At first Lucía Morett couldn't make out where she was and what had woken her up in the pitch-black jungle dark. Then the Mexican graduate student remembered. She reached for her schoolmate Verónica Velázquez's hand but Vero was not there. She would never be there again.
Vero and Lucía plus three boys from the National Autonomous University of Mexico (UNAM) and the Polytechnic Institute, one her boyfriend Juan González, had arrived in the camp of the Colombian Revolutionary Armed Forces (FARC) only six hours earlier, Lucía Morett told La Jornada reporter Blanche Petrich during a flight home to Mexico on December 3.
Lucía called out to Juan who was sleeping just meters away in another "caleta," a hut assembled from rough planks. Again there was no answer. Lucía felt a sharp jab of fear in her gut. Then the bombs began to explode on the camp, ten 500-pound Paveway bombs—the same kind the United States military had dropped during the first Gulf War on Iraq. A sudden wind gusted through the caletas. She heard screams. A tree erupted into flames right in front of her. Her sleeping bag felt wet. Lucía saw that it was drenched in blood.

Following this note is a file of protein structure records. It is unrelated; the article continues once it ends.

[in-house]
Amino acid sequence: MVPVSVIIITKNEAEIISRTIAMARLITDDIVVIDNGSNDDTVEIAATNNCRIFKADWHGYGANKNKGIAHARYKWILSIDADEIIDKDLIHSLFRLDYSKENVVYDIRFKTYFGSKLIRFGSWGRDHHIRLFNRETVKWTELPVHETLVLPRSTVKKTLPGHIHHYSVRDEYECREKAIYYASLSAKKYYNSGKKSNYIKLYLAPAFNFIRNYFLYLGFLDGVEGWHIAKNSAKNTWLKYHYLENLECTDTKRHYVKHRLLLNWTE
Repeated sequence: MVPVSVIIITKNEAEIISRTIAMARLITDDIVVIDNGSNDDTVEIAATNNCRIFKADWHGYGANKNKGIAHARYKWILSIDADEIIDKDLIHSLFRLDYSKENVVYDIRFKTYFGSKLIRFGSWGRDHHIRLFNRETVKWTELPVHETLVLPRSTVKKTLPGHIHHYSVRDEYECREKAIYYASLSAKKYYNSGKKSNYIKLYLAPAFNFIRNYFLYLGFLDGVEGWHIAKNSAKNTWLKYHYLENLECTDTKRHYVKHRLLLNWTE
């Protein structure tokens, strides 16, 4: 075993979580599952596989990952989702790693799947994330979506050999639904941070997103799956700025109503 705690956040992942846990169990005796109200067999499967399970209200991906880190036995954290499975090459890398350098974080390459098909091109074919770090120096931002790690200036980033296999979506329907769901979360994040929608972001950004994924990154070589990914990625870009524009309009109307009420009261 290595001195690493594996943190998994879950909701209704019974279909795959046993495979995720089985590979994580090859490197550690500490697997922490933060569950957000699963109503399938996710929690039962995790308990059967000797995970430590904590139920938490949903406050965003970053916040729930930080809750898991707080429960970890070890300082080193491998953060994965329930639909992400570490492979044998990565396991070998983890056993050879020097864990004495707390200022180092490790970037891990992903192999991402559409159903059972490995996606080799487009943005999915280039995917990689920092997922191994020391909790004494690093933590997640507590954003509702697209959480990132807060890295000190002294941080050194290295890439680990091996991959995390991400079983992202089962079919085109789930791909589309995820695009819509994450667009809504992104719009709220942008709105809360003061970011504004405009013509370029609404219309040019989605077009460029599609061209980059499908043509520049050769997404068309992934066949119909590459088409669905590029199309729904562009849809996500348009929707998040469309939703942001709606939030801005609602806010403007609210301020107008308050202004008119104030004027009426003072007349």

Maybe Lucía Morett had not fully anticipated the risks when she chose the subject for her thesis on the uses of popular song and theater in Latin American guerrilla movements: "Colombia: Theater for Revolution and Revolution for Theater." The dean of her faculty at the UNAM, Philosophy & Letters where she was completing a doctorate in Latin American Studies, had encouraged her fieldwork and in February she and Verónica, Juan, "Chac" (Fernando Franco), and Soren Avilés had flown to Ecuador to attend a Bolivarian political congress. Lucía had made contact with a representative of the FARC in Quito and the five students were invited to the jungle camp. The FARC has made street theater and revolutionary cumbias and sinuous Vallenato accordion music part of its cultural arsenal and it was rumored that "Julian Conrado" (not his real name), the most celebrated of the FARC Vallenatos who once serenaded former Colombian president Andrés Pastrana during failed peace talks, was right now in the camp. "It was a golden opportunity to gather material for my thesis," Lucía told Petrich. "I couldn't pass it up."
Morett and her four companions flew to Lago Agrio ("Sour Lake") in the Ecuadoran Amazon province of Sucumbíos, an area of the jungle destroyed by the U.S. transnational Texaco before the oil giant was forced from the country. The comrades had walked the whole day through the bush to the Angostura camp, a pair of kilometers inside Ecuador on the ill-defined Colombian border, and were so tired that they went right to sleep.
After the big bombs had pounded the camp, Colombian military helicopters swooped in, raking the jungle with machinegun fire. Ground troops arrived and when Lucía heard their voices she played dead, the Mexican student recounted to La Jornada during the flight from Managua after eight months in Nicaragua under the protection of the Sandinista government.